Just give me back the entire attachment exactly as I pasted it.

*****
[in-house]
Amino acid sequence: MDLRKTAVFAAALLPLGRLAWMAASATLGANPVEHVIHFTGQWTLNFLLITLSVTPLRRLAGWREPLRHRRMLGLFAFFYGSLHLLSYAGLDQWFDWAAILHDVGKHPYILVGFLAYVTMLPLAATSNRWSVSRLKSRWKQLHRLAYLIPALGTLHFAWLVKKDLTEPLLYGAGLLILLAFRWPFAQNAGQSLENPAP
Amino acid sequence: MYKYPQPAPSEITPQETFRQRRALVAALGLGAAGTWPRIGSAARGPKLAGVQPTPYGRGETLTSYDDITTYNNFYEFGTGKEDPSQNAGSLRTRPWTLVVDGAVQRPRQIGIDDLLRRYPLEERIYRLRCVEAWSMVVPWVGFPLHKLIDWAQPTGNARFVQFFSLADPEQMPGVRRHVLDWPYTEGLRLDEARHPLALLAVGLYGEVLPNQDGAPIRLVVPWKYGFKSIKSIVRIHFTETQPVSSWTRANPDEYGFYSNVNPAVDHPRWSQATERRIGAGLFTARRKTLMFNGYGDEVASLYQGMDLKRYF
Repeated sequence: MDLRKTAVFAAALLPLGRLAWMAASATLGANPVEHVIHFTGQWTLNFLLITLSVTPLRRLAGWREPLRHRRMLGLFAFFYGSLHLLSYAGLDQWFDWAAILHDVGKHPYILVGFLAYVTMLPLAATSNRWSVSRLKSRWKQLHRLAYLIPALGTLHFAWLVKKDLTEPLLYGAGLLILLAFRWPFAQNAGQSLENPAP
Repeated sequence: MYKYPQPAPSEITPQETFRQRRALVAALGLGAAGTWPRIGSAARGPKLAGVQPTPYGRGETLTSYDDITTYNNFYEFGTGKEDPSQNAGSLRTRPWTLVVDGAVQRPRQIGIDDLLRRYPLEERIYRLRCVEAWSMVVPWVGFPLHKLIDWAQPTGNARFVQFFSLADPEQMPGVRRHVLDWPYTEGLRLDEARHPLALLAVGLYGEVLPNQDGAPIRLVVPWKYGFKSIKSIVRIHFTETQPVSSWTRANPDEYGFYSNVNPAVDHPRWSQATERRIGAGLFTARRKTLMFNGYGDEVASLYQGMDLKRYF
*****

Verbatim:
[in-house]
Amino acid sequence: MDLRKTAVFAAALLPLGRLAWMAASATLGANPVEHVIHFTGQWTLNFLLITLSVTPLRRLAGWREPLRHRRMLGLFAFFYGSLHLLSYAGLDQWFDWAAILHDVGKHPYILVGFLAYVTMLPLAATSNRWSVSRLKSRWKQLHRLAYLIPALGTLHFAWLVKKDLTEPLLYGAGLLILLAFRWPFAQNAGQSLENPAP
Amino acid sequence: MYKYPQPAPSEITPQETFRQRRALVAALGLGAAGTWPRIGSAARGPKLAGVQPTPYGRGETLTSYDDITTYNNFYEFGTGKEDPSQNAGSLRTRPWTLVVDGAVQRPRQIGIDDLLRRYPLEERIYRLRCVEAWSMVVPWVGFPLHKLIDWAQPTGNARFVQFFSLADPEQMPGVRRHVLDWPYTEGLRLDEARHPLALLAVGLYGEVLPNQDGAPIRLVVPWKYGFKSIKSIVRIHFTETQPVSSWTRANPDEYGFYSNVNPAVDHPRWSQATERRIGAGLFTARRKTLMFNGYGDEVASLYQGMDLKRYF
Repeated sequence: MDLRKTAVFAAALLPLGRLAWMAASATLGANPVEHVIHFTGQWTLNFLLITLSVTPLRRLAGWREPLRHRRMLGLFAFFYGSLHLLSYAGLDQWFDWAAILHDVGKHPYILVGFLAYVTMLPLAATSNRWSVSRLKSRWKQLHRLAYLIPALGTLHFAWLVKKDLTEPLLYGAGLLILLAFRWPFAQNAGQSLENPAP
Repeated sequence: MYKYPQPAPSEITPQETFRQRRALVAALGLGAAGTWPRIGSAARGPKLAGVQPTPYGRGETLTSYDDITTYNNFYEFGTGKEDPSQNAGSLRTRPWTLVVDGAVQRPRQIGIDDLLRRYPLEERIYRLRCVEAWSMVVPWVGFPLHKLIDWAQPTGNARFVQFFSLADPEQMPGVRRHVLDWPYTEGLRLDEARHPLALLAVGLYGEVLPNQDGAPIRLVVPWKYGFKSIKSIVRIHFTETQPVSSWTRANPDEYGFYSNVNPAVDHPRWSQATERRIGAGLFTARRKTLMFNGYGDEVASLYQGMDLKRYF